Musical advancement has always been one obvious motivator of progressive rock, and there’s almost an unspoken rule that if a band fails to develop, they’re likely to disenchant some listeners. Such upward momentum and ambition can have a heavy price though, and for Circuline, the divisions created during the writing sessions for their new album Counterpoint led to the departure of their founding guitarist Bill Shannon.
“We were in the studio writing and it just seemed to us that creatively we were moving in other directions,” recalls drummer Darin Brannon. “Billy is very heavily influenced in certain disciplines as far as the guitar is concerned. But Andy [Colyer, keyboard player/vocalist] and I really have a strong sense of where we want to go in terms of a musical direction. We want to keep our roots in the progressive rock genre, but we are also looking to maybe step outside into the general rock area as well. So a lot of the stuff we were working on with Bill was tending towards more heavily vocalised sections and I really don’t think that was something he wanted to do. So he stepped away, but we parted as friends.”
That decision to part gave the remaining members a sense of urgency to try to locate a replacement. With a performance at RoSfest booked for last May, and a desire to ensure they had two albums’ worth of material to perform, their initial attempts at recruitment proved somewhat futile. Indeed, after auditioning over 30 potential replacements, they were still no nearer to locating a guitarist they felt could enhance their music.
It was something that was clearly worrying Brannon and Colyer. Although they have their roots in the progressive rock tribute band Downing Grey, the thought of having to fill their set with cover versions – given they only had 45 minutes of original material for their allotted 90 minutes – was something they didn’t want to consider.
“It really isn’t a great showcase for your writing skills or the band if you have to do that,” says Brannon. “Admittedly, we did pepper some of the early Circuline shows with a few covers, but it wasn’t to the extent that Downing Grey was. Downing Grey was awesome and ridiculous at the same time. I mean, I’m a prog rock fan, but sitting in a room listening to a cover band play three hours of prog covers is a lot for anyone. It was a lot of work.”
But their album was developing apace, and with the core of the music already written by Brannon and Colyer, they decided to include several guest guitarists to perform on the album. It was only a temporary solution but one that gave them the flexibility to experiment, as Colyer explains.
“Darin and I would get together in the studio and we wrote the entire second album,” he says. “We called up a songwriter we’ve been working with, Randy McStine [of Lo Fi Resistance and The Fringe]. He helped us with the lyrics and vocal melodies, and then we called in all our guest guitarists. We tried to pick each song and think, ‘Who would sound good on this song?’ and we farmed out the songs to the people we thought would be a good match.”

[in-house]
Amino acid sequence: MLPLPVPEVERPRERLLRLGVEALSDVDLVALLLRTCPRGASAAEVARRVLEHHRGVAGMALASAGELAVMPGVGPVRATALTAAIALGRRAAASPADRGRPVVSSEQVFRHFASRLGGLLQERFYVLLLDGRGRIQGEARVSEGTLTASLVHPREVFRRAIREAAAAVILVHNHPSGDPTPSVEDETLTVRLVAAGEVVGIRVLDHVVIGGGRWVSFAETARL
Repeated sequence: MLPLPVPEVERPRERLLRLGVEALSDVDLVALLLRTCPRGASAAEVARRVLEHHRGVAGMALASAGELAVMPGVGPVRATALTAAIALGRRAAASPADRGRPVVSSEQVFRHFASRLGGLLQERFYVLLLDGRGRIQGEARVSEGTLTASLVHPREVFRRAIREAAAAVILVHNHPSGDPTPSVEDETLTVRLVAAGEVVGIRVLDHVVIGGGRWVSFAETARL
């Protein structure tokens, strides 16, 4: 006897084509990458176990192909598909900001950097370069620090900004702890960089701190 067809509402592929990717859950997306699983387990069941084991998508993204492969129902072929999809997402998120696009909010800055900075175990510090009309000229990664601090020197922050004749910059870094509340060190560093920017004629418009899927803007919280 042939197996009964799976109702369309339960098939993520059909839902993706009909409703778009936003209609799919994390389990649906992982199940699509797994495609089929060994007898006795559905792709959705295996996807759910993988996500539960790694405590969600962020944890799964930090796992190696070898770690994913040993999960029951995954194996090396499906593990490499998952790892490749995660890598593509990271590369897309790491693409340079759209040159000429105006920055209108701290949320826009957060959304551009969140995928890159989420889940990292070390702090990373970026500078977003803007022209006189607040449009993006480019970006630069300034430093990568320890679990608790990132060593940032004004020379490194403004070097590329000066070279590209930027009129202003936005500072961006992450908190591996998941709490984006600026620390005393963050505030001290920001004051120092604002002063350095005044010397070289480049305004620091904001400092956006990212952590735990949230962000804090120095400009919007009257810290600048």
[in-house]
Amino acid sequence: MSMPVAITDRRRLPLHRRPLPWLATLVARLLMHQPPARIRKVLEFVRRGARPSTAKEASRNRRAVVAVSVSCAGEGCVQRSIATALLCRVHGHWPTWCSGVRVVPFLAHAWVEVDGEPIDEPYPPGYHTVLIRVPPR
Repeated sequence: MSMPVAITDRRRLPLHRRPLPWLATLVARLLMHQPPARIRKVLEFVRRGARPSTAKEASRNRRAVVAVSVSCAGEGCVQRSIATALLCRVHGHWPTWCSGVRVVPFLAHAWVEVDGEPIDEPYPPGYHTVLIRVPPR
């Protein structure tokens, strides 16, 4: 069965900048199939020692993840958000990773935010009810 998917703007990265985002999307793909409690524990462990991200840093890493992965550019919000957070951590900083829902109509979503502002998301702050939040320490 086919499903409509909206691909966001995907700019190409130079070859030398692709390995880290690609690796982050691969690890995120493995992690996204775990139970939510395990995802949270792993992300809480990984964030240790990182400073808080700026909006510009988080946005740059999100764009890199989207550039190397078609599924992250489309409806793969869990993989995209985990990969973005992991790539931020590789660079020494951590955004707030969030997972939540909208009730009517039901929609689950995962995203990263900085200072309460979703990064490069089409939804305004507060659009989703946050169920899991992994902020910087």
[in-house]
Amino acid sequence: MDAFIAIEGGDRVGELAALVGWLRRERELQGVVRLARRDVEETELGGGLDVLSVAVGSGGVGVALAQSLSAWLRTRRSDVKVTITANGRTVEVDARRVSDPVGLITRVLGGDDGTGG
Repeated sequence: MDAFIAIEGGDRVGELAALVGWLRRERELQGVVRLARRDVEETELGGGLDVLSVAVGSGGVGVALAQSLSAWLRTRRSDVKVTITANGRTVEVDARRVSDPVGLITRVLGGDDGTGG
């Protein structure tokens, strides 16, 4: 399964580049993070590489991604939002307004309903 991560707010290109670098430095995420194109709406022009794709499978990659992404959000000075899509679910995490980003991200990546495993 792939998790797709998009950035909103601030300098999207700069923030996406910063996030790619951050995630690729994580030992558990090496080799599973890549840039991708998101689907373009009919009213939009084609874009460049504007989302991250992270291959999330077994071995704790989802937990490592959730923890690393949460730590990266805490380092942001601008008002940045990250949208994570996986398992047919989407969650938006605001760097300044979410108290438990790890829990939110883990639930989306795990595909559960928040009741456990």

The finished album is one that sounds far more polished than its predecessor. There are a raft on influences that have formed their core sound, ranging from King Crimson dissonance through to cinematic soundscapes, close vocal harmonies, metallic bombast and mellower passages that all avoid the predictable. The band deny any deliberate designing of that variety, instead claiming it was a natural process, one where every member of the band had to be entirely satisfied with the result.
“It’s not like we go into the studio planning things, and it’s really just our instinct,” says Brannon. “There are peaks and valleys in the songs but it’s not like we’re intentionally thinking, ‘Oh, we’ve just had a quiet part, now it needs to be loud.’ It just comes out that way and compared to our last album, it sounds more polished.
“I remember on that debut, we recorded the songs in one day. It was crazy. We all knew this and you just don’t go into a recording session thinking you’re going to record an entire album in a day. So we couldn’t be happier with the new record, even though it isn’t a conventional way to write and record – with two members writing all the music, then sending it out to guitarists. But they’re all gifted players so there wasn’t a lot of back and forth. It turned out really well.”
“One of the rules we have when writing is that we all have to be happy,” interjects Colyer. “When we listen back we all have to ask, ‘Did I get bored at any time during what I was hearing? Did that bit seem like it was going on a bit too long? Did my mind start to wander?’ And if any of us have those feelings then we have to change something in the arrangement.
“I like to have a variety in the music and don’t want to hear the same thing, or play the same thing live, as I would get bored. We’re just trying to write things that are interesting to us and where songs can have their own distinctive personality.
“It feels that we’ve really found our voice on this record. Even looking forward to the next record, we’ve now got a broad palate and that will be something to take forward. We can be more of a crossover act.”
Circuline finally located the guitarist they had been seeking in Beledo, who was their last auditionee, and with a solid performance at RoSfest now behind them, the band are planning to spend time touring the album throughout the US before heading to Europe in early 2017.
Counterpoint is available now on Inner Nova. See the band’s website for more information.